An informative answer is appreciated
Mar 9, 2003
I have read your comments concerning the possibility of contracting HIV through body grinding (lap dances) and I don't understand why you would considered it as low risk or no risk to contract HIV. I have practised this activity with women I have met or through recieving lap dances (approx. 50 tims). I have friends who frequent strip clubs quite often (as did I, now have stopped) and I am curious of the risks. With many of the women, they grind you till their panties become humid if not wet with vaginal fluid. Is there not a reasonable possibility of contracting HIV if the female has it? How would that be any differnt from actually inseting the penis in the vagina? Can't the fluids permeate through the clothing when the two bodies are in such close contact this way and come into contact with the head of the penis and/or the urethra?
I think it is quite possible seening as the friction from the clothing could and would cause invisible tears giving acces to the blood stream, and yet, I keep reading that this is considered a low risk to no risk activity seeing as there are no documented cases of this happening. Can you please clarify this?
Response from Mr. Kull
According to the CDC, HIV is only known to be sexually transmitted through anal and vaginal sex. HIV can also be transmitted through oral sex, but it is much less likely to occur that way, and the only real risk is to the person getting semen or pre-semen in the mouth when performing oral sex on an HIV infected man. I can't be any more clear than that.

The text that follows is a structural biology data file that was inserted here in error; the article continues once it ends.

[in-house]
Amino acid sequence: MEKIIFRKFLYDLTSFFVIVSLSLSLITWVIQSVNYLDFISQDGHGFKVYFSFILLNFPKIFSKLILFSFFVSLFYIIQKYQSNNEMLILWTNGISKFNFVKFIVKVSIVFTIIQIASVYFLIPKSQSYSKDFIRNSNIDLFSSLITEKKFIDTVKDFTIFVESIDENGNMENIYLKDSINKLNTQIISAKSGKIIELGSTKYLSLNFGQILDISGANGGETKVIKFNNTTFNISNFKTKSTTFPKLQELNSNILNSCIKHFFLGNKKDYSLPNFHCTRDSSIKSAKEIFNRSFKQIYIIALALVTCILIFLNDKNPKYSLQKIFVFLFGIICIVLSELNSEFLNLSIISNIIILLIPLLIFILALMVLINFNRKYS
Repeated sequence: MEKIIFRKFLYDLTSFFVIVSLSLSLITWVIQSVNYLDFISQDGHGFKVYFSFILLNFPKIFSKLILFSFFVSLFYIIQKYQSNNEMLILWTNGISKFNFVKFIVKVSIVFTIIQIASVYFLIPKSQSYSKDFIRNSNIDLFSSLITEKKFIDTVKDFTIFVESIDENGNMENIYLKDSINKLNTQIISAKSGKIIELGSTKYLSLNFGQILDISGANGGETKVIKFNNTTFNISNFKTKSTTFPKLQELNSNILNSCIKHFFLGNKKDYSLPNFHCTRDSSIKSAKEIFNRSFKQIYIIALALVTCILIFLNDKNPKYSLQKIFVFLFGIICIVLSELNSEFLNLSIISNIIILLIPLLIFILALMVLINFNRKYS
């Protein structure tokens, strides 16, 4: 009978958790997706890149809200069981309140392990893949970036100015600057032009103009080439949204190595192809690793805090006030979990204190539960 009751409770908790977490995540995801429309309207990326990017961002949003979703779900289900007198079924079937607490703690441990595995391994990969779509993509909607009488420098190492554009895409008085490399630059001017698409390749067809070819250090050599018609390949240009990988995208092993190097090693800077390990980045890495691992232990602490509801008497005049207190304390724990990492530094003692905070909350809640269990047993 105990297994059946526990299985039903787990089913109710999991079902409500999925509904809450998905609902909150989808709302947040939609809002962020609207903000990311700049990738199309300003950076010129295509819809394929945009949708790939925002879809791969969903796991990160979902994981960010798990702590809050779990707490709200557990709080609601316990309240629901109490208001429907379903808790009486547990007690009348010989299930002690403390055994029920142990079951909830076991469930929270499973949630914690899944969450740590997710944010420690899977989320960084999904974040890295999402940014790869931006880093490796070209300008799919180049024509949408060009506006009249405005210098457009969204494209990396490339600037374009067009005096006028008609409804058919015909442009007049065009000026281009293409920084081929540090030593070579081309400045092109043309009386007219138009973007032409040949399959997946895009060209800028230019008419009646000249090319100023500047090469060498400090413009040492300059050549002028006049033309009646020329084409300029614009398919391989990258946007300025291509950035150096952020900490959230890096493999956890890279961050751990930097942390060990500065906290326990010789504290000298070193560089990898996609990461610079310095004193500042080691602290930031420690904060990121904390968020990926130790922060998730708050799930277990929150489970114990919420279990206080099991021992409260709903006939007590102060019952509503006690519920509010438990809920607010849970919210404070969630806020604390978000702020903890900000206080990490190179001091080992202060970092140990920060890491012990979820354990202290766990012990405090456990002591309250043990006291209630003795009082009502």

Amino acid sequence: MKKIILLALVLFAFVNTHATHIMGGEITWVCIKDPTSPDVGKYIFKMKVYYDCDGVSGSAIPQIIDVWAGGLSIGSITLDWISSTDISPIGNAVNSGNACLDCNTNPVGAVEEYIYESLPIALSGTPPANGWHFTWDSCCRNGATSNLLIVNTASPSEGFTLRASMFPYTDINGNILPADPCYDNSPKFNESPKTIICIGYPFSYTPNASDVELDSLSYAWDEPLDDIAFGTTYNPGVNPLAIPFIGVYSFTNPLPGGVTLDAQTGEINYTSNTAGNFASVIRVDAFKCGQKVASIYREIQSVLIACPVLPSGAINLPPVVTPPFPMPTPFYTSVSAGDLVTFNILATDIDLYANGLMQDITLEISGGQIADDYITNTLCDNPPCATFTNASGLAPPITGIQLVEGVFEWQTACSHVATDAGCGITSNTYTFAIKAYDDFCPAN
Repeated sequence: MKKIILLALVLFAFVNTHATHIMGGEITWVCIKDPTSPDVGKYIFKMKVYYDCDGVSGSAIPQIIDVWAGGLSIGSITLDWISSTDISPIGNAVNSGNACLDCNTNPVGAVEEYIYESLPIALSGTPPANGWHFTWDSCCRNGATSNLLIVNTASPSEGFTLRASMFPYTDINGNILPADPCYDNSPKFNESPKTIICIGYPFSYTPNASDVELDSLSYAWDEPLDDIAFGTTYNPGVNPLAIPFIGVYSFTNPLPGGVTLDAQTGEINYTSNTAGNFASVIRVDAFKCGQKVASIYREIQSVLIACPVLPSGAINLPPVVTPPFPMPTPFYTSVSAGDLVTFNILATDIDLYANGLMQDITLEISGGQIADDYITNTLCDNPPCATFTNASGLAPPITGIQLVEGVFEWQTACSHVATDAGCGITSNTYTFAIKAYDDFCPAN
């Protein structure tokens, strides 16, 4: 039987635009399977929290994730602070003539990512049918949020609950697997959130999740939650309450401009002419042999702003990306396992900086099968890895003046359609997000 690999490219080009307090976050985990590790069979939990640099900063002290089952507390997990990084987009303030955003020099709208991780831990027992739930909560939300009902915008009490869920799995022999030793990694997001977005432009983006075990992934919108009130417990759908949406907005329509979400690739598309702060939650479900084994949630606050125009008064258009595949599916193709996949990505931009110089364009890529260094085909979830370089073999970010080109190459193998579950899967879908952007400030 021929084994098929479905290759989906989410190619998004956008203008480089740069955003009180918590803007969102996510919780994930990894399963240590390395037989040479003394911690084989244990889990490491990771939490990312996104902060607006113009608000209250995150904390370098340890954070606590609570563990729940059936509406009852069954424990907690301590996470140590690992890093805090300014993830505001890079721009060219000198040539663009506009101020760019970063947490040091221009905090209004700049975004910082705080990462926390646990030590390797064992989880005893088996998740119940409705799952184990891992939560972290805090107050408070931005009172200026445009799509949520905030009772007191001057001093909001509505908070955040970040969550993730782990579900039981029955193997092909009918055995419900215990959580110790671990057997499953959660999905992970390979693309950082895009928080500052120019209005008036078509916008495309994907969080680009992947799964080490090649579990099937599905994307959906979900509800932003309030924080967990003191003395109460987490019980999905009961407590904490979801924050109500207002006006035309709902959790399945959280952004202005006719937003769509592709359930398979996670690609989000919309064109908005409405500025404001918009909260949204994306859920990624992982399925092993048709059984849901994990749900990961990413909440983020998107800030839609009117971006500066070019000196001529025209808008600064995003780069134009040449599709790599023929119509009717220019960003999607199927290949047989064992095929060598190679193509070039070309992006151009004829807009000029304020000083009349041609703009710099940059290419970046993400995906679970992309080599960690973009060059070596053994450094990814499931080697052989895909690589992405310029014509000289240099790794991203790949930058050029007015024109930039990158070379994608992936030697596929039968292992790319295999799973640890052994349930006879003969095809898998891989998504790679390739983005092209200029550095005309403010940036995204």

The CDC has been tracking the routes of HIV transmission in the U.S. for the past 20 years. Routes of transmission are documented when the CDC investigates a case and can conclusively determine that HIV was transmitted in a specific manner. Because a particular sexual behavior has not been documented as a route for transmission does not mean that HIV cannot be transmitted in that manner; it just means that it is quite unlikely, making the risk theoretical and negligible.
It seems like you are trying to prove a case for transmission, despite the evidence. Might there be more subtle reasons for trying to convince yourself that you are at risk for infection (anxiety, guilt, etc.)?
Get Email Notifications When This Forum Updates or Subscribe With RSS
This forum is designed for educational purposes only, and experts are not rendering medical, mental health, legal or other professional advice or services. If you have or suspect you may have a medical, mental health, legal or other problem that requires advice, consult your own caregiver, attorney or other qualified professional.
Experts appearing on this page are independent and are solely responsible for editing and fact-checking their material. Neither TheBody.com nor any advertiser is the publisher or speaker of posted visitors' questions or the experts' material.